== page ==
Ustadha Safiya Ravat is an instructor of Islamic Studies at Bayyinah. She and her husband recently graduated from the International Islamic University of Malaysia with Degrees in Islamic Studies. She’s originally from Houston, but now resides in Dallas, Texas with her husband and their toddler son. Full bio here.
I GOT MARRIED quite young; I was 18, and my husband was 19. We met in an Islamic Studies program and both volunteered with the youth organizations in our community. After marriage, we continued pursuing our college degrees; I was studying journalism, and my husband was on the med school track. Eventually, we wound up studying Arabic at Bayyinah. After extensive research, we chose the International Islamic University of Malaysia, and in 2013, we started our bachelor’s degree in Fiqh and Usul ul Fiqh.
IT WAS A UNIVERSITY where many of the professors were women who really put forth this idea that women scholarship was not only conventional but necessary – rather than something out of the ordinary. Our classes were mixed, and I remember being shocked because that wasn’t the standard in Islamic settings in the U.S. I was so excited to bring that fervor for women scholarship back home and teach it. I felt like I unlocked a treasure during my time there.
I EXPECTED MY ISLAMIC STUDIES DEGREE to make me more strict or more rigid, but the number one thing I learned was mercy and open-mindedness. There are so many opinions and ways to look at certain issues. It broadened our understanding by teaching us how to look at hadith and Quran and discern when certain interpretations are culturally biased.
I HAVE THIS AMAZING RESOURCE called Tahrir al-Mar’ah fi ‘Asr al Resaleh (The Liberation of Women in The Time of The Message). The author was a scholar who was taught fiqh – things like technicalities of divorce, women’s rights, etc. However, after delving into ahadith with nuanced stories of women, he understood women played a much larger role in society than we think. Women made i’tikaf in the masjid – without their husbands there! They worked; they were bosses with male employees, they were the breadwinners of their families and they fought on the battlefield. He decided to change the name and mission of his book and show through these authentic ahadith the true narrative of Muslim women.
I REMEMBER THINKING, “I’m not going be that woman who only talks about women’s issues.”I learned that a lot of women have questions about things they don’t understand in our religion, but feel too shy to ask, or feel as though it’s blasphemous to be doubtful about certain things. The reality is, the majority of shuyookh are men which either makes them unapproachable or makes asking certain questions super awkward. When I came back home and stood in front of students, I found women were more comfortable to approach me and ask questions to seek understanding and clarity.
I REALIZE HOW IMPORTANT IT IS to study women’s issues in Islam and look at the context, intention and background of the ahadith. For example, there’s an oft-quoted hadith about how women should pray in the home – but what was the context, intention, and background? Simply citing that hadith to exploit women and keep them in the home is unacceptable.As a result, we see masajid opening up that are exclusive to women; the consequence of the lack of female and male scholarship examining how mistreated and undervalued women are in society.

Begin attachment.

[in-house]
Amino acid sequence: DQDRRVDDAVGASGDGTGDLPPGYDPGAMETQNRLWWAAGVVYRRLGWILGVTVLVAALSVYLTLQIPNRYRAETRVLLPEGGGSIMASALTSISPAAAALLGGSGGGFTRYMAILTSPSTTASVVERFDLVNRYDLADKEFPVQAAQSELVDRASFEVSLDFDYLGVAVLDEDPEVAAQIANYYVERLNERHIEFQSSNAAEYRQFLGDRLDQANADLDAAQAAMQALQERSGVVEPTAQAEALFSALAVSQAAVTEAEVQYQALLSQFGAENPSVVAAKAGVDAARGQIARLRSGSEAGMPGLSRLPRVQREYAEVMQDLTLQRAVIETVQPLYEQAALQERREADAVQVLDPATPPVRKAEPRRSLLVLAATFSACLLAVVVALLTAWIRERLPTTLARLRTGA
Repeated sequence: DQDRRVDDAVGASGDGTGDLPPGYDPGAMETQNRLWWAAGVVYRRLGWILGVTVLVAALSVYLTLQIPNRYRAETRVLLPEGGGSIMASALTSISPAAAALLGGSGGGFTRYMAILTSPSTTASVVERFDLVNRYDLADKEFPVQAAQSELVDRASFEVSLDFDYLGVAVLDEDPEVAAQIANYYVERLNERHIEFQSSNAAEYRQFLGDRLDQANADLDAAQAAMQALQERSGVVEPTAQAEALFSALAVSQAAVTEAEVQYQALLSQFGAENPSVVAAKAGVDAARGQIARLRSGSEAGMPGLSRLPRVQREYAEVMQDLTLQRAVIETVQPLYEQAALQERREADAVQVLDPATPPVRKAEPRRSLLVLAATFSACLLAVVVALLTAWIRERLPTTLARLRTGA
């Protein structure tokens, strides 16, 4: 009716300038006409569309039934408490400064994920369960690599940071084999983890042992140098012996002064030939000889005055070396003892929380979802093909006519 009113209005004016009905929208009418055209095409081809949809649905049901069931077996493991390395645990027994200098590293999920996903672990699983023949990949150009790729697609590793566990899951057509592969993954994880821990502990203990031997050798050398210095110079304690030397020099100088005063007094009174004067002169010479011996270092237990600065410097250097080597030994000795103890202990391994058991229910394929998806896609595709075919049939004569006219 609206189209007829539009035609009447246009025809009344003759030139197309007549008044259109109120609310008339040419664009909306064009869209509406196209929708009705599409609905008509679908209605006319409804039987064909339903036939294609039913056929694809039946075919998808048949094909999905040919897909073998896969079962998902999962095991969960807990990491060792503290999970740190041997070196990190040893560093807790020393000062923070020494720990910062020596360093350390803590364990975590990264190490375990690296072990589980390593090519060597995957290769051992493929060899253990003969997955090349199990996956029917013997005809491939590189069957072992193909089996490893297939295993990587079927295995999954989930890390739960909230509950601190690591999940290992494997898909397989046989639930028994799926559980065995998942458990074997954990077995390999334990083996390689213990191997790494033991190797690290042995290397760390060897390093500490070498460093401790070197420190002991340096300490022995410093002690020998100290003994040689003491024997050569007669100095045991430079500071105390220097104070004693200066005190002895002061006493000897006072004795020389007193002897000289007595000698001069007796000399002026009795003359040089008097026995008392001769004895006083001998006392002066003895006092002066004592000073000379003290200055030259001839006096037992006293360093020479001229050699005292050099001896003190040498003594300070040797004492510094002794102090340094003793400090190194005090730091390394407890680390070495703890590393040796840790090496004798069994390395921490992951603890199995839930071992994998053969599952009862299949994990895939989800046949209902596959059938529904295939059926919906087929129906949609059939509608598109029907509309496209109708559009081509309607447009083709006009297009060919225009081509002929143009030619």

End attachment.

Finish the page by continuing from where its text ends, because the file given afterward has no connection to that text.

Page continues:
WE’VE BEEN GIVEN A NARROW NARRATIVE of women in Islam. But if you just look into our history, you’ll see an entirely different picture of women in Islam than what has been portrayed for so many of us. I decided to embark upon a journey to get all these difficult and doubtful questions that women have about Islam and use the knowledge I learned in Malaysia as well as my own research to find the answer in the Quran and Sunnah – and hopefully broaden the understanding of women in Islam.
I DON’T BELIEVE THERE WAS A BLATANT AGENDA to bring women down, but I learned that it is inevitable that culture, geography and time will inevitably put a bias on people’s work. At times, in an attempt to dismantle patriarchy, people demonize scholars of the past despite their extensive contribution. There is a consensus among many scholars that some rules should be revisited. Women’s and family issues especially need to be looked at with a different lens and examine how we can apply the Prophet (S)’s understandings to the circumstances today. However, it’s imperative we establish where we can do that; it would not be in texts regarding worship or definitive rulings but in texts relating to ‘mu3amalat’ or the general interactions that one has in their daily life, where the fiqh has flexibility.
THE MASJID OF THE PROPHET (S) had no barrier between men and women, and he held discussions with both men and women. There are very specific authentic hadith that acknowledge the access women had to the Prophet (S), which is something hardly any of us have today with our religious leaders. When women don’t have that access, and they have no one advocating for them, they’ll find their own solution – even though they lack the necessary knowledge base to do so. That itself should be a wake-up call that we need to revisit the texts, and quickly, because these other interpretations are coming up even faster. We need to work hard and efficiently to deduce the correct understanding with the precise foundation using proper sources.
ONE OF MY VERY FIRST TALKS I’ve given as a Bayyinah instructor was on women in the masjid. After my talk, a woman came up to me and said, “I was really considering going to one of those ‘women only’ masajid but now that I know that the masjid of the Prophet (S) valued women and that women had a voice and they were looked upon as humans and not as a distraction, I want to go back to my masjid and realign it with the prophetic model.” That moment was the aha moment in my life.